Winter Reading: The Night Land by William Hope Hodgson with an Assist from James Stoddard

Winter Reading: The Night Land by William Hope Hodgson with an Assist from James Stoddard

night land

If you’ve at any point heard some rumors, some whispers, some strange buzz about this book by William Hope Hodgson called The Night Land… maybe you’ve heard it is one of the greatest works of horror or dystopian dark fantasy…but you’ve also heard that it’s practically unreadable because of Hodgson’s choice to write it in a very weird prose style…”Penned in 1912, The Night Land is considered by many to be a work of genius, but one written in a difficult, archaic style that readers often find impenetrable.”

In 2010, James Stoddard (a fantastic fantasy author in his own right) wrote a “translation” into a more modern, readable vernacular. If you’re thinking of maybe reading Stoddard’s version, I must tell you this:

DO IT. Sooner rather than later. The fact is, one of the all-time great masterworks of sustained horror and imaginative vision, was, unfortunately, self-hampered by its author with his choice of writing it in a clunky, pseudo-archaic language. Stoddard did a supreme service to all of us by simply adapting the work into accessible modern English. I read Stoddard’s version, and via that gateway discovered what all the fuss was about. Yes, it really is that great an achievement: If Hodgson had written it in more accessible language, it would be as well known and celebrated today as any of the other seminal works of horror, fantasy, and science fiction.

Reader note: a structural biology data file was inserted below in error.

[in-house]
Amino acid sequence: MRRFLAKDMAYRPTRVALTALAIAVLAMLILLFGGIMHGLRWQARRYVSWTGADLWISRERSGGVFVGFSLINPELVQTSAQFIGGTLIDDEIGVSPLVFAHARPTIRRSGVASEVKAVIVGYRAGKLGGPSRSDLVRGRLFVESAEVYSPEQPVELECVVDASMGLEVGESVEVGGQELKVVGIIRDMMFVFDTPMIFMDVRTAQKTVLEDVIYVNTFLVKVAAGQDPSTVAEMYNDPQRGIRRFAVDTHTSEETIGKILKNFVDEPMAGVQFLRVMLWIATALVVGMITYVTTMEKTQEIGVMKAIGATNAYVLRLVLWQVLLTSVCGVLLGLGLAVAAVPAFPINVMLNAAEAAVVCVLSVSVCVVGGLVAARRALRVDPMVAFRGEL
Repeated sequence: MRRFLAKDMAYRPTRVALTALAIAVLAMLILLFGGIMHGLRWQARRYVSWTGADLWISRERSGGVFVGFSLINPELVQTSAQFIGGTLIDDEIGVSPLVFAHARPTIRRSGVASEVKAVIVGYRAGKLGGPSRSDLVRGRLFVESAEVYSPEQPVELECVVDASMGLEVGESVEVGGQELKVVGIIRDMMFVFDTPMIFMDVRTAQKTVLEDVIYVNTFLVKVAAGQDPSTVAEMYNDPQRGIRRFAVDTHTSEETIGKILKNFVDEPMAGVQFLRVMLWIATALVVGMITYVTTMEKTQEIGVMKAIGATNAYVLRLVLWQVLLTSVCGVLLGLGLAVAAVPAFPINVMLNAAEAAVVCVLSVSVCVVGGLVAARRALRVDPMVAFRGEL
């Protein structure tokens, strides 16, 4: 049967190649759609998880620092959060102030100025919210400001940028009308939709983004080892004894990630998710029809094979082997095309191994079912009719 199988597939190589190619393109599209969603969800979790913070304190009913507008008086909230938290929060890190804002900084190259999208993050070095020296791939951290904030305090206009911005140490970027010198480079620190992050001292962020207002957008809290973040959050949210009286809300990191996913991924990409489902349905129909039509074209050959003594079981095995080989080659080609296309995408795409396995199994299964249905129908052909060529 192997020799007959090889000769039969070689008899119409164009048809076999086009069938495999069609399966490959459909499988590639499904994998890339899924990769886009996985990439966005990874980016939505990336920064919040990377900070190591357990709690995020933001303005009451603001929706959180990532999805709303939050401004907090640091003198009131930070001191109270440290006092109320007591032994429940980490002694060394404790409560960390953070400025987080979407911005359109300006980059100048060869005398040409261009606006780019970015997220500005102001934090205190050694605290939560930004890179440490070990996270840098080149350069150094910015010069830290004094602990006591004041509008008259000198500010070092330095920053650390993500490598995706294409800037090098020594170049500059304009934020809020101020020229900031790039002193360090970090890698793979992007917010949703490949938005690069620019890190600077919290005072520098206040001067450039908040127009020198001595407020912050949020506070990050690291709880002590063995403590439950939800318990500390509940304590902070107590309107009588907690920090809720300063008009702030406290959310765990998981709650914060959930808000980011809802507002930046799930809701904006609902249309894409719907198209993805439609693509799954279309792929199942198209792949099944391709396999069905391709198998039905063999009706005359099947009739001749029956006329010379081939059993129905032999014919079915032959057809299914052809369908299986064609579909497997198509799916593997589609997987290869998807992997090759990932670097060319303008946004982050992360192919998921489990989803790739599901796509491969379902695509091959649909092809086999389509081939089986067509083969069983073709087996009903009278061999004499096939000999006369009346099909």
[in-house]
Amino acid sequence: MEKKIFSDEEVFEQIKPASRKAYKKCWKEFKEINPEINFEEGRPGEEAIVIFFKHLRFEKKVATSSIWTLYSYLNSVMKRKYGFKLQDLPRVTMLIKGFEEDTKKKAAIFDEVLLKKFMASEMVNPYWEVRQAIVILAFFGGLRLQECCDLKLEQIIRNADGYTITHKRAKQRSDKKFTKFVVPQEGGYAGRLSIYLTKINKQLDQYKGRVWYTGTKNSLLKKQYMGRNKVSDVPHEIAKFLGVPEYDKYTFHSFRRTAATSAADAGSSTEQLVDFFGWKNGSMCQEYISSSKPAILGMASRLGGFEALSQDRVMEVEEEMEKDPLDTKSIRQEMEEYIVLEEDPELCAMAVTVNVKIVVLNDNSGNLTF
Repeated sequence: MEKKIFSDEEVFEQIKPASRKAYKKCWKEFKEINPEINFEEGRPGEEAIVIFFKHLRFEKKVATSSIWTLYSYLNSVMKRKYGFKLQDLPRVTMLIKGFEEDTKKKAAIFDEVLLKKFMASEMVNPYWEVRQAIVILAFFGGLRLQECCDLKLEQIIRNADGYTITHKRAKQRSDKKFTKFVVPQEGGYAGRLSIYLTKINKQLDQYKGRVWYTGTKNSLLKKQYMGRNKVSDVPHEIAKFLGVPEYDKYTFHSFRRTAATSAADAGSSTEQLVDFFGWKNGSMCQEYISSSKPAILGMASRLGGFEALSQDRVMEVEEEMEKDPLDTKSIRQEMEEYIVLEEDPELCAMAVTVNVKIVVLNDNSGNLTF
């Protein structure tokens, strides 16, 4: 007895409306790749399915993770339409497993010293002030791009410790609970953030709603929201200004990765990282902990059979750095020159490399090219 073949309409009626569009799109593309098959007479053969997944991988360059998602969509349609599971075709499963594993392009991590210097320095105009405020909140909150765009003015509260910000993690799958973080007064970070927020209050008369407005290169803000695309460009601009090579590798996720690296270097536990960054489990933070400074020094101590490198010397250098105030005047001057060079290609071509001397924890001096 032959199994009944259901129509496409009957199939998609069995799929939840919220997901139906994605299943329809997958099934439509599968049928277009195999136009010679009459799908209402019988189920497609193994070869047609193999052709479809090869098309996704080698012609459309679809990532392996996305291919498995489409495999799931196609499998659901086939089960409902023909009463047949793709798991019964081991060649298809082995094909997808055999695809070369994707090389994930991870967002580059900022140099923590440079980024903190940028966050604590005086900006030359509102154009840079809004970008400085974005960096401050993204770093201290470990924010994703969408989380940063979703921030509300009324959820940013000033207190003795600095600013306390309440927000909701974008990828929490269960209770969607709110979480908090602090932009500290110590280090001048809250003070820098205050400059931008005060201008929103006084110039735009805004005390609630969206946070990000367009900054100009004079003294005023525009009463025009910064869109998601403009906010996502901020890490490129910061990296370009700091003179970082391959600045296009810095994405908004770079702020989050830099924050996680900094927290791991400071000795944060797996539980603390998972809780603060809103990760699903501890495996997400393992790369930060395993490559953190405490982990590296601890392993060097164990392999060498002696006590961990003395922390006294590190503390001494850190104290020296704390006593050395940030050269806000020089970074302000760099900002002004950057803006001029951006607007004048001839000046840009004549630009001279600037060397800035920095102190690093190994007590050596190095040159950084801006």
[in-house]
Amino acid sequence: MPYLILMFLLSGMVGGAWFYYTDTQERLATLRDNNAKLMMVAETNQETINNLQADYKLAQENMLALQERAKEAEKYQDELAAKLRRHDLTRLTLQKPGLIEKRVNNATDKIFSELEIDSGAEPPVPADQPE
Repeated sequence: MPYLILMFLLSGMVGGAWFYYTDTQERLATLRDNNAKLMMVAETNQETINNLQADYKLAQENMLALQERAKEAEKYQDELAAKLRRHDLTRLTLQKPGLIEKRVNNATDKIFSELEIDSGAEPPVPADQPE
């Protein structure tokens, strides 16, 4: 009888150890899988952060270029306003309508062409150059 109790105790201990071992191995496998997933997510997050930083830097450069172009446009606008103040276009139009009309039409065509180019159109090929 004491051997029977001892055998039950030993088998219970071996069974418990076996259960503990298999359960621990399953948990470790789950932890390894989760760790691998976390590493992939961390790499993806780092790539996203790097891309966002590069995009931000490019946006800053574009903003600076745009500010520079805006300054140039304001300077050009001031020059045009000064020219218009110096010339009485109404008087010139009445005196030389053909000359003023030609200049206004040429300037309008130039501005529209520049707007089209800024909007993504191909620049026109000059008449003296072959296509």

The Night Land: A Story Retold is available on Kindle for $3.99 and in paperback for $11.99 through Amazon, as well as audiobook through Audible!

The Night Land

You can read a more complete overview of Hodgon’s work and Stoddard’s “collaboration” in this 2014 post.

You can read our interview with Stoddard about adapting the work of one of the greats in this 2016 post.

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Fletcher Vredenburgh

Spurred by your comment on The High House, I just started Hodgson’s original 2 weeks ago. Rough going at first, but then WHH’s off-kilter rhythm takes hold and the beautiful weirdness takes hold.

John R. Fultz

“beautiful weirdness…”

Alright, alright, alriiiight…


John R. Fultz

Right on, Nick!

Thomas Parker

For me, hearing someone declare a book impenetrable or unreadable is like waving a red flag in front of a bull. So off the shelf comes my decades old paperback (it’s the Sphere edition pictured at the bottom of the post), and the vow is made – time to read this sucker!

Just as soon as I’m done with Anna Karenina. Should be an interesting contrast!

Joe H.

I’ve read & enjoyed both versions, although the original required quite a lot of effort and multiple tries. Next time I read it will probably be the Hodgson original, just because that’s what’s up next in my Night Shade Collected Fiction set.


I have the Pan/Ballantine edition pictured at the head of this article and read the whole lot way back when I was a teenager, (early 1970s). But it should be pointed out that for this edition Lin Carter edited the text, abridging it. Even so, it is still a difficult read. That said, this did not put me off and I remember that I thought it a magnificent novel. After that,I sought out and purchased whatever Hodgson I could find but I have never tried to reread The Night Land.

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